Many may view him as another leader of the faction-ridden Congress in Karnataka. But most voters, young and old, in Varuna constituency appear to be rooting for Siddaramaiah who they feel should be the next chief minister.
A random survey of voters in the mainly-rural assembly segments gives the impression that the 75-year-old veteran politician will sail through the May 10 contest, notwithstanding a strong candidate fielded by the BJP, V Somanna.
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One apparent reason for Siddaramaiah’s popularity is the admiration for the work done by his son Yatindra Siddaramaiah, the outgoing MLA from Varuna who has given up the seat for what is said to be his father’s last election.
Almost everyone The Federal interacted with in Varuna, some 160 km away from Bengaluru, spoke highly of both Siddaramaiah senior as well as his son Yatindra, who stepped into politics following the death of his elder brother Rakesh.
The BJP’s repeated allegation that Siddaramiah is an atheist is just not working in Varuna.
Voters point out that whatever be his personal belief vis-a-vis religion, Siddaramaiah has contributed to renovating scores of temples in the sprawling constituency.
The Federal visited several such small temples, including those dedicated to Nanjundeshwara, Siddaramappa, Maramma, Chamundamma, Siddeshwara, Rama, Chowdeshwari and Anjaneya.
The temples belong to Kurubas, Besthas (fishermen), SC/STs, Vokkaligas and other communities. Siddaramaiah and his team provided funds for their upkeep and renovation.
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Rameshappa of Hosakotal village told The Federal that people were aware of the allegation that Siddaramaiah was supposedly anti-Hindu and pro-Muslim.
“This is wrong. Siddaramaiah is always helping our temples which were in a bad shape. Several times Siddaramaiah or his son have also taken part in temple feasts. We are all happy with him,” Rameshappa said.
Rangachar, a priest at the Hanuman temple in Alamburu village, said Yatindra Siddaramaiah helped to renovate the shrine belonging to the Vokkaligas. “The former chief minister gave all support when we sought his help.”
Added Nanjaiah, a leader of the Dalit Sangarsh Samiti: “Though Siddaramaiah is an atheist, he respects our sentiments. He is secular and believes in social justice. He gives importance to all communities and castes.”
The Dalit leader added: “Siddaramaiah is a shrewd politician who knows how to do politics without dividing our society.”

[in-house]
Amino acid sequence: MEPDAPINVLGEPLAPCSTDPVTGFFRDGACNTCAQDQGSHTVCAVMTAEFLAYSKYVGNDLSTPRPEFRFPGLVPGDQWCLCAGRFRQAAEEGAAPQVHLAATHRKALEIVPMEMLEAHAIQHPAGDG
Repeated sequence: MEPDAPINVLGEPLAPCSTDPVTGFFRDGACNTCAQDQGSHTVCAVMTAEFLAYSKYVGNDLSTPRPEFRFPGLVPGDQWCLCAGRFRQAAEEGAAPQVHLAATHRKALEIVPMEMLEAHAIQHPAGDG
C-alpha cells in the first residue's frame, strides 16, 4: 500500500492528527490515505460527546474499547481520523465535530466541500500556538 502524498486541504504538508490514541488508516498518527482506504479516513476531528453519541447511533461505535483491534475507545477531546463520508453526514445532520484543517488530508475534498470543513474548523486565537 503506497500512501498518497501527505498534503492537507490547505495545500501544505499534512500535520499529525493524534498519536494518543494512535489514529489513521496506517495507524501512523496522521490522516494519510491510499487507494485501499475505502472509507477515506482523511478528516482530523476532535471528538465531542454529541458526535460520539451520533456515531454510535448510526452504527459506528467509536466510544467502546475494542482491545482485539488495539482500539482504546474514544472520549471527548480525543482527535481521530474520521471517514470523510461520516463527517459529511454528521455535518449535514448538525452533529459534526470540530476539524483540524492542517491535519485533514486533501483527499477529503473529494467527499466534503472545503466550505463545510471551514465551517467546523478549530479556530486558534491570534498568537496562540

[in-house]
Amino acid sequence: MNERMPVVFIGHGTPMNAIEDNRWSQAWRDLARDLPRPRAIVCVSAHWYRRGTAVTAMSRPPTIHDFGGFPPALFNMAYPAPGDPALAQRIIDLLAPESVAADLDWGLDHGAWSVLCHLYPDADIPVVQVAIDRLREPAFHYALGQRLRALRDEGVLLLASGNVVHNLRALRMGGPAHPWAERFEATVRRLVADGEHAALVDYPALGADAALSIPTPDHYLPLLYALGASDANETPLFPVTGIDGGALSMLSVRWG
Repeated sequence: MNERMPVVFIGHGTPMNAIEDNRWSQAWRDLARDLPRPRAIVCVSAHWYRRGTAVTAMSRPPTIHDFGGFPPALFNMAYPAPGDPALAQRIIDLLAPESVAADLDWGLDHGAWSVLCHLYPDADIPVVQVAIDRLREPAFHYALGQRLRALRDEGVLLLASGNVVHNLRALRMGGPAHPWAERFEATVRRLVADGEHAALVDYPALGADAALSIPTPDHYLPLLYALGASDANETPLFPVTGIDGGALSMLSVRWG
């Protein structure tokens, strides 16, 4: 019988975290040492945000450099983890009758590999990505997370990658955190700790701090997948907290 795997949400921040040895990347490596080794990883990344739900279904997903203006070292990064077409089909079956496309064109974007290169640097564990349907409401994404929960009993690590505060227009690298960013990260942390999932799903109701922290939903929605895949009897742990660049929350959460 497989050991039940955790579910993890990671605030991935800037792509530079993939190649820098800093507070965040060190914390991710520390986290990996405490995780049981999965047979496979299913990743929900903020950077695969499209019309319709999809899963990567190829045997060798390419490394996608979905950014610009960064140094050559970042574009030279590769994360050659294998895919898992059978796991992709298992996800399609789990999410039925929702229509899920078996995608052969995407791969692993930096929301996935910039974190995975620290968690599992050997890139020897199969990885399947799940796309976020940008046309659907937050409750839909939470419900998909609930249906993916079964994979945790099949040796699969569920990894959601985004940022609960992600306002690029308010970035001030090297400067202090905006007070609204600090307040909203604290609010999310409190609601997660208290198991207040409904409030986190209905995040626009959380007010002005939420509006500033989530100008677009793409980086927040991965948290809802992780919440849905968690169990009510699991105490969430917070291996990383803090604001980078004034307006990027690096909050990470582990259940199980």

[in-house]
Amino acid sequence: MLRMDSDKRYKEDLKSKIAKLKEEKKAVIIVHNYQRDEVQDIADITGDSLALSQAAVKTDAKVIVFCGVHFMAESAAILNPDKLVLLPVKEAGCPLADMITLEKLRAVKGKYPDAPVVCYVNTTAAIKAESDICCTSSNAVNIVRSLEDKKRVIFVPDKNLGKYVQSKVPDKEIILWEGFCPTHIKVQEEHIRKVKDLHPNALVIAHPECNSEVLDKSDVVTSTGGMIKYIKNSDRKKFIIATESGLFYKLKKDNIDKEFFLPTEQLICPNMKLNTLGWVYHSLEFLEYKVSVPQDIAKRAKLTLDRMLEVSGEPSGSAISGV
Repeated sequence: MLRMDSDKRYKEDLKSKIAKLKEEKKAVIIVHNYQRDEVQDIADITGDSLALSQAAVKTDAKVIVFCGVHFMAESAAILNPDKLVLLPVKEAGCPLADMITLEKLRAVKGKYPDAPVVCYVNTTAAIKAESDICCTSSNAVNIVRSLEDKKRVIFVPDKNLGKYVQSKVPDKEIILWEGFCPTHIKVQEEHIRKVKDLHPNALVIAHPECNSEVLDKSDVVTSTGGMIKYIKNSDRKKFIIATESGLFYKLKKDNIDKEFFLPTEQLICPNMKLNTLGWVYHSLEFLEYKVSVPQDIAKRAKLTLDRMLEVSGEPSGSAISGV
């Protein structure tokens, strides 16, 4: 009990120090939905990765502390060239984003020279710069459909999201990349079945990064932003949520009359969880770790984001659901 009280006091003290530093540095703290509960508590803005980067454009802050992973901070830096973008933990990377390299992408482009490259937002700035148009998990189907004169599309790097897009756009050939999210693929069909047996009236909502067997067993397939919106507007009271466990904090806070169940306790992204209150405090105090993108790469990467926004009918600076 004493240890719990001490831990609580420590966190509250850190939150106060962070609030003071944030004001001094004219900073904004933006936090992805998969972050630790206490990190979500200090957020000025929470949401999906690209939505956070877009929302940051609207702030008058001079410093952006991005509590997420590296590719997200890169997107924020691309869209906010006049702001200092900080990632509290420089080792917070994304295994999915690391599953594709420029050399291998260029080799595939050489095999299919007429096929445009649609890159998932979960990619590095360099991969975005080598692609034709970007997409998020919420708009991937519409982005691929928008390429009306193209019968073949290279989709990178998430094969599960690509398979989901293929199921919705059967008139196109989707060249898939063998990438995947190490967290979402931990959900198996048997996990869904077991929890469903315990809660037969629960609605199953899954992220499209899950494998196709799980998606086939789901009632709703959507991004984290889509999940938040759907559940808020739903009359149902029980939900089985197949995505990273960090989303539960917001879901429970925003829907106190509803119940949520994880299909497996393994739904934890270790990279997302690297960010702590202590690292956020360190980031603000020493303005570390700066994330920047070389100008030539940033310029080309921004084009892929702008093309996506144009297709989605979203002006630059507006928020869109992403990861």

Siddaramaiah is a veteran of many electoral battles. In 2006, he won the Chamundeshwari elections after leaving the JD-S. He won again as an independent.
After the delimitation of constituencies, Varuna was formed and he won from there in 2008 and 2013. In 2018, his son Yatindra contested from his home turf while Siddaramaiah himself fought elections from Chamundeshwari and Badami. He lost in Chamudeshwari but won from Badami by 1,696 votes.
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This time, after initial speculation that he may contest from two seats including Kolar, Siddaramaiah finally picked Varuna, which includes his birthplace.
Despite his advanced age, Siddaramaiah is known to perform “Veera Makkala Kunita” — a form of folk dance — during the annual programmes at temples. Many youngsters admire his enthusiasm.
Yatindra is admired for responding to appeals for help from voters all across Varuna. “He knows hundreds of young leaders by name,” said Raje Gowda, a gram panchayat member of Dandikere village.
Siddaramaiah too had the quality of remembering people he met – young and old. His son has imbibed the trait.
“During COVID, Yatindra, being a professional doctor, helped people to get proper treatment and medical support on time,” Bharamappa of Siddaramana Hundi said. “Dr Yatindra always responds to our calls.”
The personal assistant to Siddaramaiah, known only as Kumar, is another person people at large turn to when they need help. “If we call Kumar, he provides support. Be it medical emergency, a dispute or anything personal,” said an elderly man.
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Ramanappa Gowda said when people ask for financial support when their children get married, help is provided. “If a death took place in a poor person’s house, he attends to their requirements. Kumar is as popular as Yatindra.”
Although the Varuna Canal, which brings water for farmers in Mysuru and Mandya regions, is a project initiated by former chief minister D Devaraj Urs, Siddaramaiah is credited with doing all the necessary follow-up during his stint as the finance minister in the Karnataka government.
Varuna also boasts of good roads, hospitals and basic amenities, including drinking water, said Rajappa, a villager.
Siddaramaiah’s appeal to voters to back him in what he says will be his last election has also fired the imagination of many.
Several people told The Federal that they had no intention of spoiling Siddaramaiah’s chances of becoming the Karnataka chief minister yet again – if the Congress ousts the BJP in the assembly elections.
Many remind visiting journalists that Siddaramaiah has had humble beginnings. There was a time when he grazed sheep in the village. “Whatever he has achieved is due to his hard work and dedication,” said one villager.
Shankar Nayak, a MA student in Mysuru who hails from a village in Varuna, says he keenly follows Siddaramaiah’s speeches in the assembly. “He is a motivation for people like us. Though from a backward Kuruba community, he is equal to any leader in the country. Who else can attack national leaders like (Narendra) Modi?”